Tokyo Japan Quotes

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A calm and modest life brings more happiness than the pursuit of success combined with constant restlessness. Imperial Hotel note paper, Tokyo Japan, 1922
Albert Einstein
The rain that fell on the city runs down the dark gutters and empties into the sea without even soaking the ground
Haruki Murakami (Underground: The Tokyo Gas Attack and the Japanese Psyche)
Only the framing material," Lucas demurely, "obvious influences, Neo-Tokyo from Akira, Ghost in the Shell, Metal Gear Solid by Hideo Kojima, or as he's known in my crib, God.
Thomas Pynchon (Bleeding Edge)
What comes from the heart will go to the heart
Renae Lucas-Hall
Unfortunately, much of the important information Ambassador Grew sent to Washington was largely overlooked or ignored, and dialogue between Washington and Tokyo was strained. This state of affairs is indicated by Grew’s cable on July 10, 1941, in which he pointed out that he had to go to the British ambassador in Tokyo, Sir Robert Craigie, to find out about discussions between the State Department and the Japanese ambassador in Washington. This occurred because the State Department kept the British ambassador in Washington abreast of events, who promptly informed the foreign secretary in London, who in turn informed their ambassador in Tokyo. Sir Robert then kindly passed the information to Ambassador Grew.
Dale A. Jenkins (Diplomats & Admirals: From Failed Negotiations and Tragic Misjudgments to Powerful Leaders and Heroic Deeds, the Untold Story of the Pacific War from Pearl Harbor to Midway)
In Paris the cashiers sit rather than stand. They run your goods over a scanner, tally up the price, and then ask you for exact change. The story they give is that there aren't enough euros to go around. "The entire EU is short on coins." And I say, "Really?" because there are plenty of them in Germany. I'm never asked for exact change in Spain or Holland or Italy, so I think the real problem lies with the Parisian cashiers, who are, in a word, lazy. Here in Tokyo they're not just hard working but almost violently cheerful. Down at the Peacock, the change flows like tap water. The women behind the registers bow to you, and I don't mean that they lower their heads a little, the way you might if passing someone on the street. These cashiers press their hands together and bend from the waist. Then they say what sounds to me like "We, the people of this store, worship you as we might a god.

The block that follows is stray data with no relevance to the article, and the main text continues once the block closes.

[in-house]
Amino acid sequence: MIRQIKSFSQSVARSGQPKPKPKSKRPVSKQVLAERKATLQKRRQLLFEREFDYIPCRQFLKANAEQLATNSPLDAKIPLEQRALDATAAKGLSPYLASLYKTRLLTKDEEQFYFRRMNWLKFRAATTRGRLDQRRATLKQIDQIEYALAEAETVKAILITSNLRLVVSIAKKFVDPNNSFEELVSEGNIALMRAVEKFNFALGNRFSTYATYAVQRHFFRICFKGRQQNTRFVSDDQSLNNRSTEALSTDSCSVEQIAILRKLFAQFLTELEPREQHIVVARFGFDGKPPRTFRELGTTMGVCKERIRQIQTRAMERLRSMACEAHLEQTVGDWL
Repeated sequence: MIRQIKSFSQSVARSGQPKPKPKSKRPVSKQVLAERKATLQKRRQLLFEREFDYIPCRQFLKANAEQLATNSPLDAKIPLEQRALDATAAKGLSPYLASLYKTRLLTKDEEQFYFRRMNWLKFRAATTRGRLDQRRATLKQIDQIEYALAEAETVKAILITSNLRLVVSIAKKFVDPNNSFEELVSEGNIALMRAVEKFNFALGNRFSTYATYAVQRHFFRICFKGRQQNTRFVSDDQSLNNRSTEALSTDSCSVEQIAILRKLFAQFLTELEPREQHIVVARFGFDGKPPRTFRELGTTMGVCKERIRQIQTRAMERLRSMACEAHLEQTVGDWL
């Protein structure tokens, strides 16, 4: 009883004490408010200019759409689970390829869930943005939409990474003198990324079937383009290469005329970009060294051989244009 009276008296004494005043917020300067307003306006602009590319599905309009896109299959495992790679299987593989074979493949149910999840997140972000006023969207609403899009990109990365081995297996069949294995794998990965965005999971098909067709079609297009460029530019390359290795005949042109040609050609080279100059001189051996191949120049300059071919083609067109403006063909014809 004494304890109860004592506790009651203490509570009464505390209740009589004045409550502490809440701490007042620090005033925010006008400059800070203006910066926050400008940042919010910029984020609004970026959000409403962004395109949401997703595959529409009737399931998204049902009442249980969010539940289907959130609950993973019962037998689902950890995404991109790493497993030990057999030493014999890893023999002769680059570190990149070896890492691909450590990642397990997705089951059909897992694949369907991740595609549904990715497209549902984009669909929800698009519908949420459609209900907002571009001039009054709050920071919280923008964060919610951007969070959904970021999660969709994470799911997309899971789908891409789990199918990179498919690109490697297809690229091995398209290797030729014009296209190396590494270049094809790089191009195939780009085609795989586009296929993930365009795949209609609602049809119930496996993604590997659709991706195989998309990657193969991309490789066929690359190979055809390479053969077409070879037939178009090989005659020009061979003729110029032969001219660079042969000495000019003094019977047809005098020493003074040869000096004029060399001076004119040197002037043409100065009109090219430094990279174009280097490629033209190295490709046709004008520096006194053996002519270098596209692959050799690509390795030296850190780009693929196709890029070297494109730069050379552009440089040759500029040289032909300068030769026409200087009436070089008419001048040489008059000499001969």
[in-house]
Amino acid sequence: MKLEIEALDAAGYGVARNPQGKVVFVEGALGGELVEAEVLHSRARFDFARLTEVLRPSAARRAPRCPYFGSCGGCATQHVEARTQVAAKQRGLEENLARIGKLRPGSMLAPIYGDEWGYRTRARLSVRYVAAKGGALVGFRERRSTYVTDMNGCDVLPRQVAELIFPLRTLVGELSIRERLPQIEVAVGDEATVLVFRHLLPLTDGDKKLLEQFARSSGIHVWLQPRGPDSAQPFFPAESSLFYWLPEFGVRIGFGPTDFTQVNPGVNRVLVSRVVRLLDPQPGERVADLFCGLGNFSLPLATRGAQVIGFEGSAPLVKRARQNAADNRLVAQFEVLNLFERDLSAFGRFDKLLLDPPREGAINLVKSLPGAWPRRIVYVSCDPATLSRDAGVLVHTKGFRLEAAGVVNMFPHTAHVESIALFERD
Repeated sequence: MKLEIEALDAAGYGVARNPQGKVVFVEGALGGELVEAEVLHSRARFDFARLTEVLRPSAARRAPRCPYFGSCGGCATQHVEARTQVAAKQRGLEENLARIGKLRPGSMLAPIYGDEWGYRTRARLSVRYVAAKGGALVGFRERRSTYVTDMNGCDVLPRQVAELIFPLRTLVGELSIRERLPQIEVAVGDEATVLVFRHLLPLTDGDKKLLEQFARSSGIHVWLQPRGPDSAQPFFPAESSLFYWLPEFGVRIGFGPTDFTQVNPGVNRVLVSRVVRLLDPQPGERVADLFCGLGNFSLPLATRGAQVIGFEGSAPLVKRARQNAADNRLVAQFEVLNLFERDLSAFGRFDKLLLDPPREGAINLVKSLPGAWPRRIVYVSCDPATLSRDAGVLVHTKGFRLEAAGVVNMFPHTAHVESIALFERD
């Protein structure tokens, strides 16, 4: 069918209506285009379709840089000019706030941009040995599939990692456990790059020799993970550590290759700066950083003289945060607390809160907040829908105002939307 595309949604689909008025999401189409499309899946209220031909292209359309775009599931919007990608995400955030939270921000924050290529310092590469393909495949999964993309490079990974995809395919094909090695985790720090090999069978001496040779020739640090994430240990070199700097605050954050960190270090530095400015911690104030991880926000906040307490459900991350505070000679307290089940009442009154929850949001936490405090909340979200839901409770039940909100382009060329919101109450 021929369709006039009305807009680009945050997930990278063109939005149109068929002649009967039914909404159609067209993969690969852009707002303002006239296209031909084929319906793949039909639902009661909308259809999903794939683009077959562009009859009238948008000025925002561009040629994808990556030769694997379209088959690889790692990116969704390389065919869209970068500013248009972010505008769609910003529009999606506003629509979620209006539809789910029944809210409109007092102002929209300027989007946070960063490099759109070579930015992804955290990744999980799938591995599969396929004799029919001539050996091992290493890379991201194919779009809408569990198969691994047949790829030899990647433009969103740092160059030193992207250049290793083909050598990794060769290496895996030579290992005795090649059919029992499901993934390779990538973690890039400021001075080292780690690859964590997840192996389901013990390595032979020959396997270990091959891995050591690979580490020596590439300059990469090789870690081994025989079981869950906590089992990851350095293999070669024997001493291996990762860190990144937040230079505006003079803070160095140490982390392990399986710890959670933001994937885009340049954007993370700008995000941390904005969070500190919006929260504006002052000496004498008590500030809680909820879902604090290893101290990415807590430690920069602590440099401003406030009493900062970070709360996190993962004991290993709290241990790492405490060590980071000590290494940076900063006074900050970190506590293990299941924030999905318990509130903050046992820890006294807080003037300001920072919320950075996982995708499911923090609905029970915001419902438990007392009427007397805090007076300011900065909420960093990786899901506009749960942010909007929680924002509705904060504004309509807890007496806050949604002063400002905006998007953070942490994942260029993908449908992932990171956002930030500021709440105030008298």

David Sedaris (When You Are Engulfed in Flames)
Confession is for the confessor. It makes you feel good; it ruins the lives of everyone else. It’s a selfish thing to do. Don’t confess.
Jake Adelstein (Tokyo Vice: An American Reporter on the Police Beat in Japan)
You develop a kind of admiration for criminal genius and ruthless efficiency, and you forget that the criminal empire is built on human pain and suffering.
Jake Adelstein (Tokyo Vice: An American Reporter on the Police Beat in Japan)
Living right in the heart of Tokyo itself is quite like living in the mountains – in the midst of so many people, one hardly sees anyone.
Yūko Tsushima (Of Dogs and Walls)
Heroes are just people who have run out of choices.
Jake Adelstein (Tokyo Vice: An American Reporter on the Police Beat in Japan)
Tokyo is bigger than Kumamoto. And Japan is bigger than Tokyo. And even bigger than Japan... Even bigger than Japan is the inside of your head. Don't ever surrender yourself ― not to Japan, not to anything. You may think that what you're doing is for the sake of the nation, but let something take possession of you like that, and all you do is bring it down.
Natsume Sōseki (Sanshirō)
As the Japanese would say, I’d already eaten the poison, might as well lick the plate.
Jake Adelstein (Tokyo Vice: An American Reporter on the Police Beat in Japan)
Psychologically speaking (I’ll only wheel out the amateur psychology just this once, so bear with me), encounters that call up strong physical disgust or revulsion are often in fact projections of our own faults and weaknesses.
Haruki Murakami (Underground: The Tokyo Gas Attack and the Japanese Psyche)
But: all journeys were return journeys. The farther one traveled, the nakeder one got, until, towards the end, ceasing to be animated by any scene, one was most oneself, a man in a bed surrounded by empty bottles. The man who says, "I've got a wife and kids" is far from home; at home he speaks of Japan. But he does not know - how could he? - that the scenes changing in the train window from Victoria Station to Tokyo Central are nothing compared to the change in himself; and travel writing, which cannot but be droll at the outset, moves from journalism to fiction, arriving promptly as the Kodama Echo at autobiography. From there any further travel makes a beeline to confession, the embarrassed monologue in a deserted bazaar. The anonymous hotel room in a strange city...
Paul Theroux (The Great Railway Bazaar: By Train Through Asia)